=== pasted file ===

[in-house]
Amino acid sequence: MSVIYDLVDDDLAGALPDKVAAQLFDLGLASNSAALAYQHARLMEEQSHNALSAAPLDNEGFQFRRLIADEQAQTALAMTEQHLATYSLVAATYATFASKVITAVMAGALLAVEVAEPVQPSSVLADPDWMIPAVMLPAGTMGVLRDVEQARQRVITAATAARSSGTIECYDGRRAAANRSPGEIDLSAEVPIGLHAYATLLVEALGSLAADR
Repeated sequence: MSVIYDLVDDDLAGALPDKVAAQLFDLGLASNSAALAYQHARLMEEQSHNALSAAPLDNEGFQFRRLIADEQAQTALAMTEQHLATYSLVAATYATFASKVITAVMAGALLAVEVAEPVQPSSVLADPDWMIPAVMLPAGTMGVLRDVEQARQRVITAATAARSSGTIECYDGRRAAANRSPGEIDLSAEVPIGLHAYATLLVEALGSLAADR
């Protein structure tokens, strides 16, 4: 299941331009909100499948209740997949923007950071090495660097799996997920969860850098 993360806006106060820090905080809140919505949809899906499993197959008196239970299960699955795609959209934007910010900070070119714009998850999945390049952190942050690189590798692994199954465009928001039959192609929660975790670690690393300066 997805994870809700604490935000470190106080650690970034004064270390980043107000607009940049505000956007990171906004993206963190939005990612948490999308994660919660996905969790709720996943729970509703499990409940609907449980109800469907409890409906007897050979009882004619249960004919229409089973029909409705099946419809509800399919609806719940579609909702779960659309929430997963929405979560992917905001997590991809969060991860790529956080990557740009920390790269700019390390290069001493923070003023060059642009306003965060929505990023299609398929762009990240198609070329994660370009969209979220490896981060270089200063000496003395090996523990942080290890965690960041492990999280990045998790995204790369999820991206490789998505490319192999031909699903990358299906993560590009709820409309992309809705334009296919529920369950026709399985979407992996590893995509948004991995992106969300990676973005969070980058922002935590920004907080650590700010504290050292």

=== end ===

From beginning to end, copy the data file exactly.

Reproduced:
[in-house]
Amino acid sequence: MSVIYDLVDDDLAGALPDKVAAQLFDLGLASNSAALAYQHARLMEEQSHNALSAAPLDNEGFQFRRLIADEQAQTALAMTEQHLATYSLVAATYATFASKVITAVMAGALLAVEVAEPVQPSSVLADPDWMIPAVMLPAGTMGVLRDVEQARQRVITAATAARSSGTIECYDGRRAAANRSPGEIDLSAEVPIGLHAYATLLVEALGSLAADR
Repeated sequence: MSVIYDLVDDDLAGALPDKVAAQLFDLGLASNSAALAYQHARLMEEQSHNALSAAPLDNEGFQFRRLIADEQAQTALAMTEQHLATYSLVAATYATFASKVITAVMAGALLAVEVAEPVQPSSVLADPDWMIPAVMLPAGTMGVLRDVEQARQRVITAATAARSSGTIECYDGRRAAANRSPGEIDLSAEVPIGLHAYATLLVEALGSLAADR
């Protein structure tokens, strides 16, 4: 299941331009909100499948209740997949923007950071090495660097799996997920969860850098 993360806006106060820090905080809140919505949809899906499993197959008196239970299960699955795609959209934007910010900070070119714009998850999945390049952190942050690189590798692994199954465009928001039959192609929660975790670690690393300066 997805994870809700604490935000470190106080650690970034004064270390980043107000607009940049505000956007990171906004993206963190939005990612948490999308994660919660996905969790709720996943729970509703499990409940609907449980109800469907409890409906007897050979009882004619249960004919229409089973029909409705099946419809509800399919609806719940579609909702779960659309929430997963929405979560992917905001997590991809969060991860790529956080990557740009920390790269700019390390290069001493923070003023060059642009306003965060929505990023299609398929762009990240198609070329994660370009969209979220490896981060270089200063000496003395090996523990942080290890965690960041492990999280990045998790995204790369999820991206490789998505490319192999031909699903990358299906993560590009709820409309992309809705334009296919529920369950026709399985979407992996590893995509948004991995992106969300990676973005969070980058922002935590920004907080650590700010504290050292």